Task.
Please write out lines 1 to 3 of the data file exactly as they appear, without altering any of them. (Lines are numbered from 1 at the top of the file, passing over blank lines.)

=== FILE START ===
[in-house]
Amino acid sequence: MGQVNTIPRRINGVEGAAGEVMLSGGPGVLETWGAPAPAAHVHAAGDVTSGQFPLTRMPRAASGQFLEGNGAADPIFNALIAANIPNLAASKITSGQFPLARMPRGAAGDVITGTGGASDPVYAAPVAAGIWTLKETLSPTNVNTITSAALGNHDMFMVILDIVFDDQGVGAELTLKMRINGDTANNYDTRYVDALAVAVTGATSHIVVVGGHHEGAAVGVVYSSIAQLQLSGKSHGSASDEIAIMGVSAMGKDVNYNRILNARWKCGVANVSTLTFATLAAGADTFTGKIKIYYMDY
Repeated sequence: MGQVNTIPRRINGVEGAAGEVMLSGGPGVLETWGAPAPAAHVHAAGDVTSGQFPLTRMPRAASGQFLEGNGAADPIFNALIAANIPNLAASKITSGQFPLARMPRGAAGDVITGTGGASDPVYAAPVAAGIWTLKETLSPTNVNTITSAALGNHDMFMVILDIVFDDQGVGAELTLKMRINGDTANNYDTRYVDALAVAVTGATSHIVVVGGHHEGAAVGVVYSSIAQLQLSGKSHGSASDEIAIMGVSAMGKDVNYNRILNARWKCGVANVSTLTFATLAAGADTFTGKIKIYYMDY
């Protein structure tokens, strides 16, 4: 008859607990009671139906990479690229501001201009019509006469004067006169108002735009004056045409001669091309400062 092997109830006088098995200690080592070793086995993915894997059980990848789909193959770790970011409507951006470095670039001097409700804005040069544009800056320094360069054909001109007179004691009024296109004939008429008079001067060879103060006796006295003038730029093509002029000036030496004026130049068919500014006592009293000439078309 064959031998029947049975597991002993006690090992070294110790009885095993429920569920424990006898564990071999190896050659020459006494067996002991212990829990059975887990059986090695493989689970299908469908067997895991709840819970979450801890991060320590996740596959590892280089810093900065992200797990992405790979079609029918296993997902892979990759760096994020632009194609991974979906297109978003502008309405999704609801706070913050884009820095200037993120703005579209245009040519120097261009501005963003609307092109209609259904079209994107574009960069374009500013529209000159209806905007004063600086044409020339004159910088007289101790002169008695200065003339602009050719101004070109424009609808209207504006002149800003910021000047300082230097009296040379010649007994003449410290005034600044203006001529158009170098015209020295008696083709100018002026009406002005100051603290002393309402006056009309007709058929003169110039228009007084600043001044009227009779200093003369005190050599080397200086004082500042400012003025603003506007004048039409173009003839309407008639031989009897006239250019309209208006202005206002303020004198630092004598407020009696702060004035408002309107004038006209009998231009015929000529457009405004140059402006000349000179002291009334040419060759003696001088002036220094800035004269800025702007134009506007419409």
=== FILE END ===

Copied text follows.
[in-house]
Amino acid sequence: MGQVNTIPRRINGVEGAAGEVMLSGGPGVLETWGAPAPAAHVHAAGDVTSGQFPLTRMPRAASGQFLEGNGAADPIFNALIAANIPNLAASKITSGQFPLARMPRGAAGDVITGTGGASDPVYAAPVAAGIWTLKETLSPTNVNTITSAALGNHDMFMVILDIVFDDQGVGAELTLKMRINGDTANNYDTRYVDALAVAVTGATSHIVVVGGHHEGAAVGVVYSSIAQLQLSGKSHGSASDEIAIMGVSAMGKDVNYNRILNARWKCGVANVSTLTFATLAAGADTFTGKIKIYYMDY
Repeated sequence: MGQVNTIPRRINGVEGAAGEVMLSGGPGVLETWGAPAPAAHVHAAGDVTSGQFPLTRMPRAASGQFLEGNGAADPIFNALIAANIPNLAASKITSGQFPLARMPRGAAGDVITGTGGASDPVYAAPVAAGIWTLKETLSPTNVNTITSAALGNHDMFMVILDIVFDDQGVGAELTLKMRINGDTANNYDTRYVDALAVAVTGATSHIVVVGGHHEGAAVGVVYSSIAQLQLSGKSHGSASDEIAIMGVSAMGKDVNYNRILNARWKCGVANVSTLTFATLAAGADTFTGKIKIYYMDY